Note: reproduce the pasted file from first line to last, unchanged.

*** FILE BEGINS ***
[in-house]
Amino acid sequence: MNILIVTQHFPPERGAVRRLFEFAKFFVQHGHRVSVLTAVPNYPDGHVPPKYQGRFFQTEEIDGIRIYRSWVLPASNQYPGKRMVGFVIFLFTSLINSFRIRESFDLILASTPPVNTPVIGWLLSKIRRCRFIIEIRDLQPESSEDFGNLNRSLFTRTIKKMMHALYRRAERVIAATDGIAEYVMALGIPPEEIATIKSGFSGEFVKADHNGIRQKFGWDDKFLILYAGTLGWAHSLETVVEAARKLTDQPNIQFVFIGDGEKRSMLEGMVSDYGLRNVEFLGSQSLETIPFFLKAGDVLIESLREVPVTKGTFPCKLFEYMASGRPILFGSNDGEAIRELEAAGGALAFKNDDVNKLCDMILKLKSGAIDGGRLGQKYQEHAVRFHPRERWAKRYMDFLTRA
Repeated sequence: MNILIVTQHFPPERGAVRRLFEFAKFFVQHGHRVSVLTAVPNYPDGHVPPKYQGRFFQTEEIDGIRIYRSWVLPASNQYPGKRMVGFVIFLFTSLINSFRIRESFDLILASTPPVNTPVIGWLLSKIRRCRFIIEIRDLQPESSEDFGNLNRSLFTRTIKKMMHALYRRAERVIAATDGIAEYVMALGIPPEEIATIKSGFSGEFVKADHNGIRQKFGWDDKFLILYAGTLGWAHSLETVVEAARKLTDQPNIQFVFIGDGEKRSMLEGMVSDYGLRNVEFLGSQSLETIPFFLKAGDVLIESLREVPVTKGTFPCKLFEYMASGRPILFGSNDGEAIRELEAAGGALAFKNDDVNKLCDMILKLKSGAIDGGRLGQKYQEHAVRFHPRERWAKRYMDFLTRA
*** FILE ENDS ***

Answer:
[in-house]
Amino acid sequence: MNILIVTQHFPPERGAVRRLFEFAKFFVQHGHRVSVLTAVPNYPDGHVPPKYQGRFFQTEEIDGIRIYRSWVLPASNQYPGKRMVGFVIFLFTSLINSFRIRESFDLILASTPPVNTPVIGWLLSKIRRCRFIIEIRDLQPESSEDFGNLNRSLFTRTIKKMMHALYRRAERVIAATDGIAEYVMALGIPPEEIATIKSGFSGEFVKADHNGIRQKFGWDDKFLILYAGTLGWAHSLETVVEAARKLTDQPNIQFVFIGDGEKRSMLEGMVSDYGLRNVEFLGSQSLETIPFFLKAGDVLIESLREVPVTKGTFPCKLFEYMASGRPILFGSNDGEAIRELEAAGGALAFKNDDVNKLCDMILKLKSGAIDGGRLGQKYQEHAVRFHPRERWAKRYMDFLTRA
Repeated sequence: MNILIVTQHFPPERGAVRRLFEFAKFFVQHGHRVSVLTAVPNYPDGHVPPKYQGRFFQTEEIDGIRIYRSWVLPASNQYPGKRMVGFVIFLFTSLINSFRIRESFDLILASTPPVNTPVIGWLLSKIRRCRFIIEIRDLQPESSEDFGNLNRSLFTRTIKKMMHALYRRAERVIAATDGIAEYVMALGIPPEEIATIKSGFSGEFVKADHNGIRQKFGWDDKFLILYAGTLGWAHSLETVVEAARKLTDQPNIQFVFIGDGEKRSMLEGMVSDYGLRNVEFLGSQSLETIPFFLKAGDVLIESLREVPVTKGTFPCKLFEYMASGRPILFGSNDGEAIRELEAAGGALAFKNDDVNKLCDMILKLKSGAIDGGRLGQKYQEHAVRFHPRERWAKRYMDFLTRA